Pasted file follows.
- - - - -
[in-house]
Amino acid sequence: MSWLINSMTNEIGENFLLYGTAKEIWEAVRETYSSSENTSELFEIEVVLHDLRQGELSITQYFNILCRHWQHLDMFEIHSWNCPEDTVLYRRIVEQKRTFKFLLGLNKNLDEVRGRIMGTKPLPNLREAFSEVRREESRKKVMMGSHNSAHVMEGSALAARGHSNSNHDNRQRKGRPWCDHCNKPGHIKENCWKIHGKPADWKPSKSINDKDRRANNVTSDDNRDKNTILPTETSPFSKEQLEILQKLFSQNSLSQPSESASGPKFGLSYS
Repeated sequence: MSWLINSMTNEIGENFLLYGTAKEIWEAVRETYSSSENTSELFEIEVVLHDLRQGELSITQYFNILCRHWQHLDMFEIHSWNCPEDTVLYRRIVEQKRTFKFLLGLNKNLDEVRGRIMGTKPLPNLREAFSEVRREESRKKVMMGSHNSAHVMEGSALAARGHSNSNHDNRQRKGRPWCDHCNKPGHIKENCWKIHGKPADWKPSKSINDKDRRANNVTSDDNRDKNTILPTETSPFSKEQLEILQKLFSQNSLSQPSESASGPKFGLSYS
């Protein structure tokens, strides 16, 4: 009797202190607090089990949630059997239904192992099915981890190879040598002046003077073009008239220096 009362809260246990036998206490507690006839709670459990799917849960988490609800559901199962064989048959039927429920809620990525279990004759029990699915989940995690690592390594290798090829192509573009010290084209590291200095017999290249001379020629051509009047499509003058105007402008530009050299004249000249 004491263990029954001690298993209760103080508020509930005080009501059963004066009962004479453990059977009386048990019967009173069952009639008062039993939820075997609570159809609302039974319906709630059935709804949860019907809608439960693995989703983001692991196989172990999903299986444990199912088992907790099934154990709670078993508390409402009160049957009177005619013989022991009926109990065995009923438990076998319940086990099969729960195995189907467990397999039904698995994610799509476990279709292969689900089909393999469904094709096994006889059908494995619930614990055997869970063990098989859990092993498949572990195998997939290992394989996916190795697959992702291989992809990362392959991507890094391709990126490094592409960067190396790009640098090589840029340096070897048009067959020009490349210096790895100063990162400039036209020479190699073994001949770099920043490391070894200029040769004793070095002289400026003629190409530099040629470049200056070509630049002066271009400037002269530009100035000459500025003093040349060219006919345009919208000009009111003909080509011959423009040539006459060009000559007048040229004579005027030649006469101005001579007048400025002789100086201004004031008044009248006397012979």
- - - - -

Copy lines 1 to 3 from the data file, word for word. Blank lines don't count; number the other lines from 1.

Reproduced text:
[in-house]
Amino acid sequence: MSWLINSMTNEIGENFLLYGTAKEIWEAVRETYSSSENTSELFEIEVVLHDLRQGELSITQYFNILCRHWQHLDMFEIHSWNCPEDTVLYRRIVEQKRTFKFLLGLNKNLDEVRGRIMGTKPLPNLREAFSEVRREESRKKVMMGSHNSAHVMEGSALAARGHSNSNHDNRQRKGRPWCDHCNKPGHIKENCWKIHGKPADWKPSKSINDKDRRANNVTSDDNRDKNTILPTETSPFSKEQLEILQKLFSQNSLSQPSESASGPKFGLSYS
Repeated sequence: MSWLINSMTNEIGENFLLYGTAKEIWEAVRETYSSSENTSELFEIEVVLHDLRQGELSITQYFNILCRHWQHLDMFEIHSWNCPEDTVLYRRIVEQKRTFKFLLGLNKNLDEVRGRIMGTKPLPNLREAFSEVRREESRKKVMMGSHNSAHVMEGSALAARGHSNSNHDNRQRKGRPWCDHCNKPGHIKENCWKIHGKPADWKPSKSINDKDRRANNVTSDDNRDKNTILPTETSPFSKEQLEILQKLFSQNSLSQPSESASGPKFGLSYS